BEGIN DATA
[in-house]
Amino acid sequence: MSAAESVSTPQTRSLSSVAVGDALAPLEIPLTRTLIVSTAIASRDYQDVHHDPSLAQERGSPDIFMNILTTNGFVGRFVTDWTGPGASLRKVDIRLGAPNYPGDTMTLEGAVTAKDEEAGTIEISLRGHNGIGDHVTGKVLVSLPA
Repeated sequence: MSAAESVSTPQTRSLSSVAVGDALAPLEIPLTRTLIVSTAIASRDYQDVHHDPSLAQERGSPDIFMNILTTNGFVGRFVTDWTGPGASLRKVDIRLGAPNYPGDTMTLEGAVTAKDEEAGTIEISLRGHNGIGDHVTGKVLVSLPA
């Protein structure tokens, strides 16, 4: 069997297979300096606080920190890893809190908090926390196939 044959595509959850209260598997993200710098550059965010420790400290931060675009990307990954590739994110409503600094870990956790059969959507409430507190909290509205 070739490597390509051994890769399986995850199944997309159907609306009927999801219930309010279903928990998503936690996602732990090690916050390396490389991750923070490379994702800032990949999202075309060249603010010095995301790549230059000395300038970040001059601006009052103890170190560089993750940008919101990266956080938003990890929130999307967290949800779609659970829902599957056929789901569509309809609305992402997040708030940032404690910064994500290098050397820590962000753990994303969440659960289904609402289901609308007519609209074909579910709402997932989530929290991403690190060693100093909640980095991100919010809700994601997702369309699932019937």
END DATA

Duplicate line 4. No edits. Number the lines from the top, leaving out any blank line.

């Protein structure tokens, strides 16, 4: 069997297979300096606080920190890893809190908090926390196939 044959595509959850209260598997993200710098550059965010420790400290931060675009990307990954590739994110409503600094870990956790059969959507409430507190909290509205 070739490597390509051994890769399986995850199944997309159907609306009927999801219930309010279903928990998503936690996602732990090690916050390396490389991750923070490379994702800032990949999202075309060249603010010095995301790549230059000395300038970040001059601006009052103890170190560089993750940008919101990266956080938003990890929130999307967290949800779609659970829902599957056929789901569509309809609305992402997040708030940032404690910064994500290098050397820590962000753990994303969440659960289904609402289901609308007519609209074909579910709402997932989530929290991403690190060693100093909640980095991100919010809700994601997702369309699932019937």